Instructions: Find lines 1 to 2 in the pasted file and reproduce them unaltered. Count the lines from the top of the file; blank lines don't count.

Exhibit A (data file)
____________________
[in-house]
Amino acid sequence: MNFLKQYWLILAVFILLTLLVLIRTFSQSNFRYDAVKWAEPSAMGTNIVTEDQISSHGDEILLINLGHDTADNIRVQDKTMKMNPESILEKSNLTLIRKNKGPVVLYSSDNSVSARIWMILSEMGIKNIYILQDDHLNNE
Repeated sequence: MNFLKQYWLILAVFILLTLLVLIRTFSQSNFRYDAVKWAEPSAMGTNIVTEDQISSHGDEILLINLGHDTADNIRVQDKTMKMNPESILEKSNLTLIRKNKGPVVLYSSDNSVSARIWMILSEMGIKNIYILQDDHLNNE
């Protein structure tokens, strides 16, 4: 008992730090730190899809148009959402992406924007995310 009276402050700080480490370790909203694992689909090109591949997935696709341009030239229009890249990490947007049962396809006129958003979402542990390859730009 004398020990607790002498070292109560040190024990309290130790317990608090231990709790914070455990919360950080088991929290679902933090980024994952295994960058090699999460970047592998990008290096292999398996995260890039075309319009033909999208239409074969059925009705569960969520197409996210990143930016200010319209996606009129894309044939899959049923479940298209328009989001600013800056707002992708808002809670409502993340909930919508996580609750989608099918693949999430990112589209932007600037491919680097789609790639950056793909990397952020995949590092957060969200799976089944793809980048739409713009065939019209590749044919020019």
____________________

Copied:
[in-house]
Amino acid sequence: MNFLKQYWLILAVFILLTLLVLIRTFSQSNFRYDAVKWAEPSAMGTNIVTEDQISSHGDEILLINLGHDTADNIRVQDKTMKMNPESILEKSNLTLIRKNKGPVVLYSSDNSVSARIWMILSEMGIKNIYILQDDHLNNE